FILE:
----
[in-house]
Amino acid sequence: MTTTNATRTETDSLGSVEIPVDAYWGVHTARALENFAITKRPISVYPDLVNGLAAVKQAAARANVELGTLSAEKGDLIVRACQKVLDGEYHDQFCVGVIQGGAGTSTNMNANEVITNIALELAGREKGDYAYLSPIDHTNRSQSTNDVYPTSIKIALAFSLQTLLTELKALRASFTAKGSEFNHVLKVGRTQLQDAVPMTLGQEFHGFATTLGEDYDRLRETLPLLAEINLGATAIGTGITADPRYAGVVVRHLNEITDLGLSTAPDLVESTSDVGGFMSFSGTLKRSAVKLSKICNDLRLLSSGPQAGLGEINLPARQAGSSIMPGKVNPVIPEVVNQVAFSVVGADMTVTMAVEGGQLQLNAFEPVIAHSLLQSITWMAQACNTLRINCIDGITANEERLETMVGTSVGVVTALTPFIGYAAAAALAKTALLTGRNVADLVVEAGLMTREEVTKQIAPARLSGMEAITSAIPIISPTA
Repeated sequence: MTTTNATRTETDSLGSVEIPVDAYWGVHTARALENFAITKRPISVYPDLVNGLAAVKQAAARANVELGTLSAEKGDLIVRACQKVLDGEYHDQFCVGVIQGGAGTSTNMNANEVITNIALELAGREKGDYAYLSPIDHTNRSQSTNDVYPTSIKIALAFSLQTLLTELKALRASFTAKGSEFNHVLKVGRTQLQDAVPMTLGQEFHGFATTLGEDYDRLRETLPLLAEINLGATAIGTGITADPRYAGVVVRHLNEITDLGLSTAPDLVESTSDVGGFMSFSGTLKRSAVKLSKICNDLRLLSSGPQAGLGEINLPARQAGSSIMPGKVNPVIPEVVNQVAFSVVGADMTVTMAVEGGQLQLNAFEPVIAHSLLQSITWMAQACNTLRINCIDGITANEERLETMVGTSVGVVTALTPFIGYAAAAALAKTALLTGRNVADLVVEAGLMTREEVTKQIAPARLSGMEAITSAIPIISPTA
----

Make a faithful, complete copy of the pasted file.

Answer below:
[in-house]
Amino acid sequence: MTTTNATRTETDSLGSVEIPVDAYWGVHTARALENFAITKRPISVYPDLVNGLAAVKQAAARANVELGTLSAEKGDLIVRACQKVLDGEYHDQFCVGVIQGGAGTSTNMNANEVITNIALELAGREKGDYAYLSPIDHTNRSQSTNDVYPTSIKIALAFSLQTLLTELKALRASFTAKGSEFNHVLKVGRTQLQDAVPMTLGQEFHGFATTLGEDYDRLRETLPLLAEINLGATAIGTGITADPRYAGVVVRHLNEITDLGLSTAPDLVESTSDVGGFMSFSGTLKRSAVKLSKICNDLRLLSSGPQAGLGEINLPARQAGSSIMPGKVNPVIPEVVNQVAFSVVGADMTVTMAVEGGQLQLNAFEPVIAHSLLQSITWMAQACNTLRINCIDGITANEERLETMVGTSVGVVTALTPFIGYAAAAALAKTALLTGRNVADLVVEAGLMTREEVTKQIAPARLSGMEAITSAIPIISPTA
Repeated sequence: MTTTNATRTETDSLGSVEIPVDAYWGVHTARALENFAITKRPISVYPDLVNGLAAVKQAAARANVELGTLSAEKGDLIVRACQKVLDGEYHDQFCVGVIQGGAGTSTNMNANEVITNIALELAGREKGDYAYLSPIDHTNRSQSTNDVYPTSIKIALAFSLQTLLTELKALRASFTAKGSEFNHVLKVGRTQLQDAVPMTLGQEFHGFATTLGEDYDRLRETLPLLAEINLGATAIGTGITADPRYAGVVVRHLNEITDLGLSTAPDLVESTSDVGGFMSFSGTLKRSAVKLSKICNDLRLLSSGPQAGLGEINLPARQAGSSIMPGKVNPVIPEVVNQVAFSVVGADMTVTMAVEGGQLQLNAFEPVIAHSLLQSITWMAQACNTLRINCIDGITANEERLETMVGTSVGVVTALTPFIGYAAAAALAKTALLTGRNVADLVVEAGLMTREEVTKQIAPARLSGMEAITSAIPIISPTA